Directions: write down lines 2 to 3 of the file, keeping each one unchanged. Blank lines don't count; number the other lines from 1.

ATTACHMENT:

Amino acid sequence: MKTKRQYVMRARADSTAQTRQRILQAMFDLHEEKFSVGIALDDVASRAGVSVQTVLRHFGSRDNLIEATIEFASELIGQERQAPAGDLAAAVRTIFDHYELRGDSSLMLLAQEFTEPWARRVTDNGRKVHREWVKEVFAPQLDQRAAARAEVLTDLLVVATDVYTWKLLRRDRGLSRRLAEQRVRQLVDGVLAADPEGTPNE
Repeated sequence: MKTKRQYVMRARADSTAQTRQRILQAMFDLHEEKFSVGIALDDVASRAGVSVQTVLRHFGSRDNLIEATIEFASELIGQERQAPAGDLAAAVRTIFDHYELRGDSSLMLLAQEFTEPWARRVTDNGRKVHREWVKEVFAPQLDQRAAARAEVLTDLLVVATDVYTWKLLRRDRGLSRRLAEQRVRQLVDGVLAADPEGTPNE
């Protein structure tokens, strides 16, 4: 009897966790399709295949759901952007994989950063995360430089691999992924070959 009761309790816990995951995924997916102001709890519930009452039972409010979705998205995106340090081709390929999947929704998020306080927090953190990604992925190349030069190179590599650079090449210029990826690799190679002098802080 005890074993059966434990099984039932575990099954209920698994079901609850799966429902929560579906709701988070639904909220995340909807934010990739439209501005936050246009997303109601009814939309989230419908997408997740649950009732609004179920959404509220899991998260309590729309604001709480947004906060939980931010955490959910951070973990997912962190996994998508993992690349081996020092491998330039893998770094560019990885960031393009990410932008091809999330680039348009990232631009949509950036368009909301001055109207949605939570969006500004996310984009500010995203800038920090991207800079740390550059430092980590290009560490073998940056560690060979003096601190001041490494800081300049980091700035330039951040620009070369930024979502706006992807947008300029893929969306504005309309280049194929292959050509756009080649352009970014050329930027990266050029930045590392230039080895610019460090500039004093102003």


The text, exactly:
Repeated sequence: MKTKRQYVMRARADSTAQTRQRILQAMFDLHEEKFSVGIALDDVASRAGVSVQTVLRHFGSRDNLIEATIEFASELIGQERQAPAGDLAAAVRTIFDHYELRGDSSLMLLAQEFTEPWARRVTDNGRKVHREWVKEVFAPQLDQRAAARAEVLTDLLVVATDVYTWKLLRRDRGLSRRLAEQRVRQLVDGVLAADPEGTPNE
């Protein structure tokens, strides 16, 4: 009897966790399709295949759901952007994989950063995360430089691999992924070959 009761309790816990995951995924997916102001709890519930009452039972409010979705998205995106340090081709390929999947929704998020306080927090953190990604992925190349030069190179590599650079090449210029990826690799190679002098802080 005890074993059966434990099984039932575990099954209920698994079901609850799966429902929560579906709701988070639904909220995340909807934010990739439209501005936050246009997303109601009814939309989230419908997408997740649950009732609004179920959404509220899991998260309590729309604001709480947004906060939980931010955490959910951070973990997912962190996994998508993992690349081996020092491998330039893998770094560019990885960031393009990410932008091809999330680039348009990232631009949509950036368009909301001055109207949605939570969006500004996310984009500010995203800038920090991207800079740390550059430092980590290009560490073998940056560690060979003096601190001041490494800081300049980091700035330039951040620009070369930024979502706006992807947008300029893929969306504005309309280049194929292959050509756009080649352009970014050329930027990266050029930045590392230039080895610019460090500039004093102003």